SET hopes plan to raise market cap will make it more competitive in Asean
The Stock Exchange of Thailand is hopeful that its plans to raise market capitalisation - including relaxation of listing rules - will make the exchange more competitive against Asean bourses.The SET targets new listed companies' market cap this year to reach Bt120 billion, while existing listed companies are expected to raise at least Bt100 billion.
"This is to boost total market capitalisation to complete with other stock markets in Asean," SET president Charamporn Jotikasthira told a news conference yesterday.
The Thai exchange's market cap ranked fourth in the region at US$390 billion (Bt11.6 trillion) at the end of last year, following $765 billion in Singapore, $466 billion in Malaysia and $428 billion in Indonesia. In baht terms, the market capitalisation of the main board and the second-tier Market for Alternative Investment hit a Bt12-trillion record at the end of 2012, up 41 per cent from 2011.
To achieve the target, the Thai bourse is flexing its muscles to attract listings by holding companies. Under rules that took effect last September 1, Thai companies operating in neighbouring countries can seek a listing on the SET.
"We have relaxed the rules for holding firms to raise funds from the stock market. This will help them to tap low-cost capital to expand their businesses," Charamporn said.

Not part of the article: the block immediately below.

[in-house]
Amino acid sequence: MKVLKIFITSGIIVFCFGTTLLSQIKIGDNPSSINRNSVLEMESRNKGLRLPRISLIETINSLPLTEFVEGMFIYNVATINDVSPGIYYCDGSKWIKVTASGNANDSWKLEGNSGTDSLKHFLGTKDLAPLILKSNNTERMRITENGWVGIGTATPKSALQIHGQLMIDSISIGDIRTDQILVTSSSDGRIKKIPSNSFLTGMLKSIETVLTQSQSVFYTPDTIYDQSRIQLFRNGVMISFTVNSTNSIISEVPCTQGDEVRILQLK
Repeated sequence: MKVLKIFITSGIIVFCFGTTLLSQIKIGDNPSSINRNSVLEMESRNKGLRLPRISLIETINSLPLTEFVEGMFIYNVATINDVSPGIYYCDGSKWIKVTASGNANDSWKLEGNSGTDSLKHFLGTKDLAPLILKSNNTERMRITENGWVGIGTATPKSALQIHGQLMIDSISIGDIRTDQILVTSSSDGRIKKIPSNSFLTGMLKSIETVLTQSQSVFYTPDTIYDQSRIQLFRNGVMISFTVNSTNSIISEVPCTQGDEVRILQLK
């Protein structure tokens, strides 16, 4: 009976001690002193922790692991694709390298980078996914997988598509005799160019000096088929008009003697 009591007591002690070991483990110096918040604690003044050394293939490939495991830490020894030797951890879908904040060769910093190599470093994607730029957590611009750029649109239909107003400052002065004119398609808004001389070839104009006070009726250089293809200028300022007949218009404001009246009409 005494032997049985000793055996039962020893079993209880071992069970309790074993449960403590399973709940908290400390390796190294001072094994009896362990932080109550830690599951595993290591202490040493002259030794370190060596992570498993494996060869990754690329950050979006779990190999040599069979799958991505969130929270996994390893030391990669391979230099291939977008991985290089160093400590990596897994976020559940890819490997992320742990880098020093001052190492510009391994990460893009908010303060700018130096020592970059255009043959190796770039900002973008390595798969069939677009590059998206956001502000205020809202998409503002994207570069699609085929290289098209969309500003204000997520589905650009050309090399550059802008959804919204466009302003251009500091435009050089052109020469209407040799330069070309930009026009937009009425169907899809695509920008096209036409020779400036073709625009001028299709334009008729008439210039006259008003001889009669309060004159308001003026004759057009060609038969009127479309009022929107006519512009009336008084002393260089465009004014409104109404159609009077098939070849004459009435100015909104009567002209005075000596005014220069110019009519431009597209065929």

In the first half of this year, 34 new stocks are expected, including property funds. Of the total, 14 filed applications in the last quarter of 2012, while 20 should apply in the current quarter.
Companies mobilised a total of Bt257.81 billion from the bourses, the highest in more than 10 years.
Aside from new supplies, the exchange also plans to increase demand. The number of new stock-trading accounts is expected to increase by 96,600 from 800,000 at the end of last year. Of the total, only 30 per cent were active, showing at least one transaction in the past three months. The SET also aims to boost the number of derivatives-trading accounts by 22,000.
At present, 58 per cent of transaction value comes from retail investors.
"We are concerned about the proportion of retail investors, as this exceeds 50 per cent of total transaction value. What we can do is to educate them on associated risks," Charamporn said.
He added that the number and quality of investors in the market would improve now that it was developing links with other stock markets in Asean.
"We will work closely with Greater mekong Subregion [countries] such as Myanmar, Vietnam and Laos."
He added that the Asean Linkage that started last year under the participation of the Thai, Singaporean and Malaysian stock markets was still generating low business volume and value compared with the SET's value. Yet he anticipates that this will improve in the long term when the linkage draws more institutional investors.
The next mission of SET is to improve listed companies' quality, to boost the number of Thai companies in the Dow Jones Sustainability Index. Only Siam Cement Group and PTT are included in the index currently. The exchange's Corporate Social Responsibility Institute is toughening rules.
The SET Index closed at 1,379.19 as of December 27, the highest in 16 years and 10 months, up 38 per cent from January 4, 2012. Average daily turnover in the year hit a new high at US$1.04 billion, beating $1.025 billion in Singapore.
"We believe that this year will be even better for both investors and listed companies," Charamporn said.